"It's to your left," I said as I returned to my room I had time to use the bathroom and wash my face before they reached the suite. I pulled on a shirt and went to greet my guests.

"Good morning," I said civilly as I went to put on coffee. Neither Liz nor Sarah spoke, but if looks could kill I would have been wounded badly enough to need medical attention that I'm sure Sarah would have denied me. She immediately went in search of Aiden. Liz stayed behind to fix me with a death glare. I sighed wearily; waiting until I'd had a decent hit of caffeine wasn't going to make it any easier. "Liz?"

"What the hell did you think you were doing, John?" she whispered. I had no idea why. I doubted that the others were listening.

"We already went through this last night."

"Well, that's just tough," she growled, invading my personal space. "Just because you've declared yourself Aiden Ford's personal savior doesn't entitle you to flout the rules, John! You zatted that woman!" All I could do was shrug. "Did it ever occur to you to just speak to her?"

Actually it hadn't, but I wasn't about to tell her that. I'd brought along the zat because I feared that Krueger might be on duty. I had little doubt that he could be persuaded to go along with my scheme but I wasn't about to get him into any trouble. The zat would have assured that he came off looking innocent. Hartwick, on the other hand, was not someone I wanted to try to reason with.

"No," I said petulantly, turning back to the coffeemaker. I poured out a cup and took as big a gulp of the hot bitter black liquid as I dared. Bracing for what was sure to be a good fight, I fired the first shot. "What did he say to you?"

"What Ford did or didn't say isn't the point."

"What did he say?"


"Just tell me, damn it!"

"I didn't speak with him," Liz admitted.

"Well, then, what did he tell Sarah?"

"I don't know."

I stared at Liz for a moment, a smile slowly creeping over my lips. I knew, based on the fact that the two of them had come alone, that Aiden hadn't demanded to return to the city. Had he done so, Liz would have brought backup. I knew the moment she realized I figured that out; she scowled at me.

"How many times are you going to do this, John? I went to bat for you with General Landry because I believed that you were the right man to head Atlantis military forces. Each and every time you undermine my authority you make a liar out of me."

"Is that what this is about, Liz? Is this about me going behind your back to whisk Aiden out of the city under cover of darkness or is it about my making you look bad--again?"

"Under cover of darkness?" she shouted. "You assaulted the woman who was charged with attending to Ford's care! You call that behaving like a responsible leader? Sarah just about spat nails when I told her about it this morning." I looked up sharply. Something clicked into place and I began to smell a rat.

"You told her this morning? You said you'd already spoken to her about Aiden last night."

"I did not," Liz replied.

"Yes, you did; you said that she'd asked Aiden if he wanted to go away. But he didn't know anything about my idea when I went to his room last night!"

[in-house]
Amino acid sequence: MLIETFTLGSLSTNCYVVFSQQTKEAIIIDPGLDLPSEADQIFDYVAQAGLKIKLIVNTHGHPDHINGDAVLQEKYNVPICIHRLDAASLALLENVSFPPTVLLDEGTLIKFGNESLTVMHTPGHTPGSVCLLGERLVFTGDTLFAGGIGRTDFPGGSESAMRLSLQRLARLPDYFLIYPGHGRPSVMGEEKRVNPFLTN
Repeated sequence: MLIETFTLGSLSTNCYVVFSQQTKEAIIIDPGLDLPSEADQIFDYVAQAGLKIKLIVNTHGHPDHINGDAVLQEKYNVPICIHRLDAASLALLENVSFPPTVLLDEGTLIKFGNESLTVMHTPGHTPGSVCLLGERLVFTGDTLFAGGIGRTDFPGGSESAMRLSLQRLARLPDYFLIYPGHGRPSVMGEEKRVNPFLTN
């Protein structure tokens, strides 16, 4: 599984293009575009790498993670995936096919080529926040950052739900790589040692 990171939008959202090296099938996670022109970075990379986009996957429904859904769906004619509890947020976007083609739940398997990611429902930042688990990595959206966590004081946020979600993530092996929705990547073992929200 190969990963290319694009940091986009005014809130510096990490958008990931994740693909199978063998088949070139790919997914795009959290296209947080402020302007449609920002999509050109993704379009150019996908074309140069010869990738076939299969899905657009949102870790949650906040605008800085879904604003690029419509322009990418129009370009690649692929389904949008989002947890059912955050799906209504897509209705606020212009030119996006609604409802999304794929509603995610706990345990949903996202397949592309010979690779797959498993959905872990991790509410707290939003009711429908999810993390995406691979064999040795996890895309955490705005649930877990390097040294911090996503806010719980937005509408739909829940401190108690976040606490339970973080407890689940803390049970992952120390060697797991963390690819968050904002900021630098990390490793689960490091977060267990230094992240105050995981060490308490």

"So you took him by force," Liz accused. But I wasn't about to let her turn the tables on me.

"When did Sarah ask Aiden about this trip?"

"I don't know that she did, specifically," Liz replied after a moment's hesitation. Huh. Before I could jump on that point, she continued. "She did, however, speak to him about the possibility of moving back to his old quarters and he flatly refused."

"That's hardly the same thing, Liz."

"He refused to leave his current quarters, period. I saw Sarah in the dining hall last night and that's when we discussed the matter. On that basis, neither of us believed he would agree to your plan."

"Oh," I said, nodding. "But that was probably because he hadn't considered the alternative--getting away from the main city and everyone in it."

"You're just trying to justify your own behavior, John," Liz said dismissively. "That doesn't mean--." She paused when Sarah entered the room. "How is he?"

"He's fine," Sarah replied, shooting me a dirty look. I'd had enough.

"Don't sound so disappointed," I spat. "I promised I'd take good care of him."

"What did Ford say? " Liz asked Sarah.

"He fell getting out of bed; that must be what set off his security alarm," she confided.

"What?" I demanded.

"The lieutenant's ankle was fitted with a security bracelet when he was first brought back to the city," Liz explained. "You didn't know?" I gaped at her. "He was a security risk, John; you knew that. We took every precaution necessary to protect ourselves."

"And you never mentioned this why?"

"It never occurred to me, to be completely honest. I either assumed you knew about it or that if you didn't it wasn't important enough to bring up. Our focus was on other things at the time," Liz said with a shrug.

"This was Caldwell's idea," I growled.

"And at the time, I thought it was a good one," Liz said defensively.

"So you put this security device on him when he was brought back. Why is he still wearing it?"